The Apple II Cassette Interface (1 of 2)

This article has been archived and is no longer updated by Apple.
This note is about the cassette interface built into the Apple II and
Apple II+, subroutines. An assumption made here is that the cassette
recorder is in the proper mode, play or record, when the read and write
routines are executed. Note also that the timing is approximate and may
vary from one Apple to another.

A record is a block of binary data. This data may be a BASIC or APPLESOFT
program, a machine language program, or just binary data. Records representing
BASIC or APPLESOFT programs are really two records, the length of the program
and the actual program. A record consists of a header, synchronous bit, the
actual data, and a checksum byte for error detection.

Monitor record format


BASIC program record format


Key: S = SYNC bit
LB = BASIC program length

The header consists of 10 seconds of 770 Hz tone, (1 cycle equals 1300
microseconds). This gives enough time for the cassette motor to attain speed
and the plastic tape leader to go by. A subroutine called HEADR generates a
shortened header between the BASIC length bytes and the BASIC program itself.
The length of the header tone is controlled by the value of the accumulator on
entry to the subroutine. This can vary from 0.2 seconds to 40 seconds. On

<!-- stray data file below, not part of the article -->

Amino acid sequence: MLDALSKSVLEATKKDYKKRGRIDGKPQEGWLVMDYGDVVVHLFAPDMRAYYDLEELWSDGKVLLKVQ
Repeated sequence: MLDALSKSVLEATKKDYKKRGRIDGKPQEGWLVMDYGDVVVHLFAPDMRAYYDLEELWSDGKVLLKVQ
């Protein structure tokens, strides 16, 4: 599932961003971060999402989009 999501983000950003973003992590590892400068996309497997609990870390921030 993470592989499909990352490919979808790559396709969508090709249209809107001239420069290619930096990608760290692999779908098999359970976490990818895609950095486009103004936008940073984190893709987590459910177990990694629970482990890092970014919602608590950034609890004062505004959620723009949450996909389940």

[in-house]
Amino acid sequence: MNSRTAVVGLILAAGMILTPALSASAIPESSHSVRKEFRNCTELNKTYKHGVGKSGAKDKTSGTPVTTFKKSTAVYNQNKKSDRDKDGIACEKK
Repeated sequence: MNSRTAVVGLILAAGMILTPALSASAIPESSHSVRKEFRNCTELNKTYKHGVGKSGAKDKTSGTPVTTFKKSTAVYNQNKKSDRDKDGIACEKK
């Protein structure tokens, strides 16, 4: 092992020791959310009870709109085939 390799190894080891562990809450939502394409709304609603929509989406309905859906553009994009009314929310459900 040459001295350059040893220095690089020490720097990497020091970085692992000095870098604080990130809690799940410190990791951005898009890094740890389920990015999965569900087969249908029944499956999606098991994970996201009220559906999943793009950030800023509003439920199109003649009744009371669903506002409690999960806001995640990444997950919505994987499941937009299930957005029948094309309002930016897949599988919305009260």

entry the X register should be 0 and the carry flag should be set. HEADR also
generates a synchronous bit at the end of the tone. HEADR resides at
hexadecimal address $FCC9, or decimal address -882.

The last cycle of header tone and SYNC bit

---+ +-------------+ +-----+
| | | | |
+-------------+ +----+ |

| 1300 microseconds | 200| 250 |
header tone | synchronous bit |

The synchronous bit, generated by HEADR, is one half cycle of 2500 Hz, (200
microseconds) and one half cycle of 2000 Hz, (250 microseconds). It is used to
signal the end of the header tone and the start of the data.

The data is recorded on the tape with a low starting address and a high ending
address. Each byte of data is shifted out most significant bit first, least
significant bit last. A zero bit is made up of one cycle of 2 kHz, (250
microseconds per half cycle) and a one bit is one cycle of 1 kHz, (500
microseconds per half cycle). This works out to 2000 baud for zeros only and
1000 baud for ones, or an average of 1500 baud.

A zero bit and a one bit

+-----+ +----------+ +
| | | | |
+ +-----+ +----------+

| 500 usec | 1000 usec |

The checksum byte is written on the tape at the end of the data block. All
during reading or writing each data byte is EXCLUSIVE OR-ed with the checksum
byte. If the checksum computed during a read agrees with the checksum that was
written out, then the data is probably good. This method will detect an odd
number of errors for any of the eight bits of the byte.

In writing data, the cassette output uses quite simple circuitry, a flip-flop
connected through a voltage divider to the jack on the back panel of the
Apple. Any time the address $C020 is accessed this flip-flop changes state.
Accessing the flip-flop once every 500 microseconds generates a 1000 Hz
Published Date: Feb 18, 2012